Debit cards and credit transfers are increasing globally, largely due to growth in emerging markets, according to the 2017 World Payments Report. While check use continues to decline, cash remains in the mainstream.
Global non-cash transactions have seen a sharp growth during 2014/15 to reach a global volume of 433.1 billion. That's according to the World Payments Report, an annual analysis of the global non-cash transaction market and a review of key regulatory and industry initiatives compiled by consulting firm Capgemini and French banking group BNP Paribas.
The 11.2 percent growth, the highest of the past decade, was largely driven by developing markets, which recorded a 21.6 percent increase in 2015 while mature markets grew at a subdued rate of 6.8 percent.
Here are six main takeaways from the report.
1. Developing markets fuel increase
According to the report, the 11.2 percent growth was largely driven by two regions: Emerging Asia and CEMEA (Central Europe, Middle East and Africa). The former, which includes Malaysia, Thailand, Indonesia, Philippines, Taiwan, Pakistan, Sri Lanka, and Bangladesh, saw a 43.4 percent growth, while the CEMEA logged in at 16.4. percent.
Mature markets (parts of Asia-Pacific, Europe and North America) held their growth rate at 6.8 percent. Within the top-10 markets for non-cash transaction volumes, China climbed to third place after the US and EU with $38.1 billion transactions, surpassing 2014's number three Brazil.
China's sharp rise stems from "higher adoption of digital payments initiatives in rural areas and a shift from cash to mobile payments among payment services users (PSUs)."
Although emerging markets are catching up fast, mature markets made up 70 percent of all existing payments volumes in 2015.
Europe recorded small growth rates between 7.3 and 7.5 percent. Some countries, including Germany, Spain, Ireland, Sweden, Finland and Denmark not only experienced "accelerated growth." Of those nations, in turn, such as Denmark and Finland, also had higher per capita transactions.
2. Debit cards and credit transfers are "leading digital instruments"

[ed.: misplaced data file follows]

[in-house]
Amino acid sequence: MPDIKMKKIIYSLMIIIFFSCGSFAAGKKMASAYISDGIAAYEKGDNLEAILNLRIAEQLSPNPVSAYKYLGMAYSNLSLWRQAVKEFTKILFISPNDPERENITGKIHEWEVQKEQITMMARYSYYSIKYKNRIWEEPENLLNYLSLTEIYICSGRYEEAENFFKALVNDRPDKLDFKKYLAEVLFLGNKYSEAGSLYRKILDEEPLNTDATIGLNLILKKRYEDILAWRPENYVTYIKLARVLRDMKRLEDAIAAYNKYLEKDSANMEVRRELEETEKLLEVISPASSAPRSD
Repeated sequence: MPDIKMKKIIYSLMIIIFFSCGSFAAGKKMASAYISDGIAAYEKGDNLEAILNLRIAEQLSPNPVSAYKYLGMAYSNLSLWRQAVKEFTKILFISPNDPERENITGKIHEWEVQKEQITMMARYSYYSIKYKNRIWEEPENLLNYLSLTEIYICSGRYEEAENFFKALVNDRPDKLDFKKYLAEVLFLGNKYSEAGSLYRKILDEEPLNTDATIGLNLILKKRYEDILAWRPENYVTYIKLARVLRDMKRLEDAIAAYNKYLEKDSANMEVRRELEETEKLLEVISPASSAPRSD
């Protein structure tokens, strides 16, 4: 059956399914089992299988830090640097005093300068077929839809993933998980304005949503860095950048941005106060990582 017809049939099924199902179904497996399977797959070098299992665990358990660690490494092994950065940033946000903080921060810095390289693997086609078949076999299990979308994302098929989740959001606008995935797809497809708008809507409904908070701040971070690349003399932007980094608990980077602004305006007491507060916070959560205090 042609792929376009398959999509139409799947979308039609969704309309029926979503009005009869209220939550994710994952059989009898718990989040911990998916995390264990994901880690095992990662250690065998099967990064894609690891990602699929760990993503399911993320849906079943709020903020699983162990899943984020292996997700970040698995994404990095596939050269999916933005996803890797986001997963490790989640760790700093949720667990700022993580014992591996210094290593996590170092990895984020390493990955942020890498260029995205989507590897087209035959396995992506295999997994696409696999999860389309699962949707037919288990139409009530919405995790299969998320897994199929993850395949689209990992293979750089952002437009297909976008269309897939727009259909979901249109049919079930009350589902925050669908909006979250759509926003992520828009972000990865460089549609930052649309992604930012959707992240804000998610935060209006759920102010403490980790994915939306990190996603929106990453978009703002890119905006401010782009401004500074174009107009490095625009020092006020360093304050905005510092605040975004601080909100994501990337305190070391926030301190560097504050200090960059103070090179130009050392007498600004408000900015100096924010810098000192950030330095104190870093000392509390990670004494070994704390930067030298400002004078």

In 2015, debit cards accounted for the highest share (46.7 percent) of global non-cash transactions, followed by credit cards (19.5 percent). Although credit cards volume grew 10 percent globally in 2015, growth rates across regions declined or grew marginally, except in Emerging Asia.
Overall, payments by cards grew faster than other instruments, which the publishers of the report say is an "indication of superior convenience and security, particularly for in-store and online purchases." Of all global non-cash transactions, cards increased their share by 1.2 percent.
In regards to credit card transaction volumes, which grew almost 11 percent globally to $85 billion, Emerging Asia recorded the highest growth with 76.1 percent. "In the coming years," according to the report, the market share of credit card transactions will further decrease due to "the interchange fee cap in Europe, rising costs of credit card issuance, and the reluctance of banks to issue credit cards in an uncertain economic environment."
3. Check usage continues to decline globally
Checks were the only non-cash payment instrument to decline in use in 2015, namely by 13.4 percent globally. In North America, for instance, checks' percentage of the payments' mix dropped from 17 percent in 2015 to 9 percent four years later. All other regions saw the percentage halve or even decline two thirds, like in Emerging Asia. In CEMEA, checks played virtually no role.
The authors attribute the ongoing fall to a "growing usage of electronic payment methods." While some countries, including the UK and Australia, plan to get rid of checks altogether in the "near future," according to the report, "no other country's authorities have set a date on phasing out check usage."